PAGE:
Excerpted from Refactoring to Patterns
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Test Driven Development: Programming by Intention [PDF]

02.04.2005 · Posted in Links

Have you ever had to work on a piece of code and found that it was hard to understand? Maybe the logic was convoluted, the identifiers meaningless, or worse, misleading. You say there was documentation? Was it readable? Did it make sense? Was it up to date with the code? Are you sure? How do you know? This chapter discusses programming by intention, a central idea in XP. It means making your intent clear when you write code.

Author: Dave Astels
Published: February 4, 2005, courtesy of Prentice Hall PTR
Excerpted from Test-Driven Development: A Practical Guide
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Open Source .NET Development: ASpell.NET Case Study

01.27.2005 · Posted in Links

This chapter is a simple but realistic case study of using Open Source tools in everyday development. In particular, this chapter uses ASpell, a commercial-caliber spell checking component that supports twenty-some different language dictionaries, as an example.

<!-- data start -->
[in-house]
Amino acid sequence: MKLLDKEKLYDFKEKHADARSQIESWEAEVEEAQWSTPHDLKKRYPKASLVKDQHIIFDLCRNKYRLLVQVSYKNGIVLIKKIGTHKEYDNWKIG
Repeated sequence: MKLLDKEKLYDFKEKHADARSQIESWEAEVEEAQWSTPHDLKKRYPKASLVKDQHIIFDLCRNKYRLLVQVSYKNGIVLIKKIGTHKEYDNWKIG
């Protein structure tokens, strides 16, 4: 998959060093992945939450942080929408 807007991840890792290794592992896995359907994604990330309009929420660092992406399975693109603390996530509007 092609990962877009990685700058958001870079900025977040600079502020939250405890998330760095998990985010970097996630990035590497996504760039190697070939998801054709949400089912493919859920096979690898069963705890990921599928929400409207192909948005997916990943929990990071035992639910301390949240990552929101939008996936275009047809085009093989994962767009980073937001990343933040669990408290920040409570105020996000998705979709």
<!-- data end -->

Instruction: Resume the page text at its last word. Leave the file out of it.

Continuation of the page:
Author: Brian Nantz
Published: Jan 7, 2005
(Sample chapter extracted from Open Source .NET Development: Programming with NAnt, NUnit, NDoc, and More)
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Managing Projects with Maven [PDF]

01.23.2005 · Posted in Links

Maven started life as a subproject of Turbine, a Web application framework. It was born out of the need of its lead developer, Jason Van Zyl, to easily add in new pieces of functionality to his build process, such as unit testing or source metrics, both of which can be extremely important to a large project. The first iterations used Ant as the build system, but then Maven moved away from Ant to use Jelly as its primary scripting engine to build the plug-in architecture that is there today.

This book chapter is excerpted from: Professional Java Tools for Extreme Programming (Chapter 26).